My goodies.
Thank you to the Thomas Jefferson Foundation for making this a great weekend for my mother and I! I hope to come back again next year and encourage everyone to go at least once in their lifetime.

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Heritage Harvest Festival [Charlottesville]

Cross-posted from The Southern Belle Blogs.

I finally made it to Monticello! I have been wanting to visit Monticello for years now and ended up going this weekend for the 10th Annual Heritage Harvest Festival. The Heritage Harvest Festival is this huge even

The first thing that you will notice when you arrive at the top of the mountain is the view. The view is gorgeous.

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The garden at Monticello is amazing. It is basically my dream garden. There were so many varieties of plants (many, like fish peppers, I identified by sight) that I could probably have simply explored the garden all day. I want to go back on a non-festival day and really browse the garden.I’m also jealous at the large amount of fig trees and the size of the orchard! One day…~!

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I’ve been wanting to grow these little peppers for a while now.
I’ve been wanting to grow these little peppers for a while now.
This was such a neat idea for growing beans that I snapped a photo to share the idea with my boyfriend.
This was such a neat idea for growing beans that I snapped a photo to share the idea with my boyfriend.

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The Tasting Tent seems to be the highlight of the event. We made our way around the tables for the Tomato, Melon, and Pepper tasting. There were so many different varieties that neither of us tasted every single product. We did have our favorites though – the main one being a tomato by the name of Nepal. I MUST have seeds for this one next growing season – it tasted like sugared tomatoes, that delicious touch of sweetness.

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The first cider we tried from Castle Hill Cider was a bit to dry for our taste (Levity), but the Serendipity was perfection. We both ended up purchasing a bottle of it. Back Pocket Provisions was at the top of my list of vendors that I wanted to check out. We tried all three of their Bloody Mary mixes (Bloody Brilliant, Bloody Bangkok, Bloody Baja) and decided that Bloody Brilliant was our favorite. We purchased 3 jars of it. I’m not a big Bloody Mary fan but I loved the taste of their mixes and even more so, I love that they use local farms for their tomatoes.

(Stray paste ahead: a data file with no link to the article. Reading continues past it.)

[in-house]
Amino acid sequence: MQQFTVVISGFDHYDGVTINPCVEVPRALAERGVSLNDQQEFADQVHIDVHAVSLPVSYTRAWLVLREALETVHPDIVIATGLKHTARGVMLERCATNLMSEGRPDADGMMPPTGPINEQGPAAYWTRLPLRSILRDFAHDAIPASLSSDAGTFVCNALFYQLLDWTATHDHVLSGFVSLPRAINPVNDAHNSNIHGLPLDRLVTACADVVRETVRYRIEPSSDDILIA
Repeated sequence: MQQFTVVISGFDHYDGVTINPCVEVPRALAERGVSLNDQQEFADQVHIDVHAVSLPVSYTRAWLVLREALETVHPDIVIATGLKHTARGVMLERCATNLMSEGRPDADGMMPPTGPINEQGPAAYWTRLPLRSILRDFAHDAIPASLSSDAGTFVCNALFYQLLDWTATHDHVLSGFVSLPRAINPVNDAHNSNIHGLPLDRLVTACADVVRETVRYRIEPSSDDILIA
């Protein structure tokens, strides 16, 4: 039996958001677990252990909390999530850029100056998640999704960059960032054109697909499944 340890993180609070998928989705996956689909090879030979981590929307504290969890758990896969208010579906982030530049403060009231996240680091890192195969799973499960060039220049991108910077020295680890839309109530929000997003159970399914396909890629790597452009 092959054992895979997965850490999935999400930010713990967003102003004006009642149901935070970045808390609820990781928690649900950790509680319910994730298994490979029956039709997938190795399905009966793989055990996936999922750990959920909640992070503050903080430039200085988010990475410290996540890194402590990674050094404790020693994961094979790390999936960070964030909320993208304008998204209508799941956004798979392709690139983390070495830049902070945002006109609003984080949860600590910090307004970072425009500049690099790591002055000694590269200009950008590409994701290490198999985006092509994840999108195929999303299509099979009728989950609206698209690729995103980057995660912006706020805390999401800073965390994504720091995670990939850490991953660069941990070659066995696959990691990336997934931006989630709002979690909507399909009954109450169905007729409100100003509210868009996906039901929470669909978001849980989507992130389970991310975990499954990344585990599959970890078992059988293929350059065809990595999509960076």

American Heritage Chocolate
American Heritage Chocolate

Barefoot Bucha was a bit hit with my mother and I as well. I love Kombucha but she has never tried it. We both tried the ginger kombucha, which we preferred over the Elderflower Sunrise. I ended up buying a 1/2 gallon of ginger. What is neat is that the container is refillable!

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I had been curious about Falling Bark Farm’s Hickory Syrup since I had heard about it. It is an interesting taste and though I didn’t buy any then, I later purchased a small jar from the shop at Carter’s Mountain Orchard. I have followed Farmstead Ferments on social media for a while and was thrilled to see them there. My mom and I tried the strawberry mint water kefir. It was both of our first times trying water kefir and we enjoyed how refreshing it tasted. When we went back to buy some later that day, they were out. :-/ What was really neat is that they had kombucha scoby’s for sale as well. I purchased a small jar of hand-harvested salt from J.Q. Dickinson Salt-Works. There were several other food vendors we tasted – they were all delicious. The Peppermint Dark Chocolate Sauce from Willie Byrd was delicious and the sage vodka (?) was quite an interesting experience.

Part two will be posted tomorrow! 

Charlottesville KOA [Charlottesville]

If you are in Charlottesville and looking for a budget-friendly place to rest your head, I suggest checking out the Charlottesville KOA. Located about 10 miles from Thomas Jefferson’s Monticello, the Charlottesville KOA is the place to go to experience peace and quiet in the mountains. This campground is a small one but don’t let that stop you. The staff was fabulous when we checked in (very helpful – even providing us with a great map of the area) and the facilities are very clean.

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Even though the pool normally closes on Labor Day, it was still open because of the heat. The water was certainly nice and refreshing! The pool was surrounded by trees and since we were the only ones in there, it felt like our own private oasis. There is a laundry/game room which we checked out (but never utilized – even though we had talked about playing a game of pool or air hockey), as well as a playground.

There’s also a fishing pond/nature trail you can check out on the property. I really liked walking the nature trail and the fishing pond was nice to gaze upon. Now keep in mind that there is a poison ivy out there. I did find several good sources of jewelweed however, which is known to help soothe poison ivy (as an herbalist, it tickled me to find so much jewelweed).

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There are three different types of cabins you can book: a one room cabin, a two room cabin, or a cottage. For our one room cabin (which sleeps up to 4 people – and provided us with plenty of room), it cost only $65 a night when we booked. We did have to bring our own linens, but the cabin provided us with a cable tv, AC/heat, electricity, and a ceiling fan. The larger cottages have their own bathrooms attached but since all of the cabins were located right near the restroom (and like I said, this is a smaller campground), that wasn’t an issue.

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One of the nicer perks was free wireless internet on the campground as well as free cable tv. All in all, this was a great campground and provided us with a nice and relaxing place to stay.

Charlottesville KOA
2016 Season: Open March 11th – Close November 13th
3825 Red Hill Rd.,
Charlottesville, VA 22903
434-296-9881